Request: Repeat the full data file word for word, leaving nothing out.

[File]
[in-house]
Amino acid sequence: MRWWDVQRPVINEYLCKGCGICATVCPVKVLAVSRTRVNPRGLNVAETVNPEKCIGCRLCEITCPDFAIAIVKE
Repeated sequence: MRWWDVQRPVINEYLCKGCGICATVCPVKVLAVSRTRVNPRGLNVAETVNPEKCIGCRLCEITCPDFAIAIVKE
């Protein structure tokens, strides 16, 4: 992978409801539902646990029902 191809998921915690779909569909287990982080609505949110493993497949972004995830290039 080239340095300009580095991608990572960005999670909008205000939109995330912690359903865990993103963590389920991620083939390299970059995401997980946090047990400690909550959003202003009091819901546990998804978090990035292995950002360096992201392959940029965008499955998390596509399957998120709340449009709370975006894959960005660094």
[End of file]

[in-house]
Amino acid sequence: MRWWDVQRPVINEYLCKGCGICATVCPVKVLAVSRTRVNPRGLNVAETVNPEKCIGCRLCEITCPDFAIAIVKE
Repeated sequence: MRWWDVQRPVINEYLCKGCGICATVCPVKVLAVSRTRVNPRGLNVAETVNPEKCIGCRLCEITCPDFAIAIVKE
């Protein structure tokens, strides 16, 4: 992978409801539902646990029902 191809998921915690779909569909287990982080609505949110493993497949972004995830290039 080239340095300009580095991608990572960005999670909008205000939109995330912690359903865990993103963590389920991620083939390299970059995401997980946090047990400690909550959003202003009091819901546990998804978090990035292995950002360096992201392959940029965008499955998390596509399957998120709340449009709370975006894959960005660094």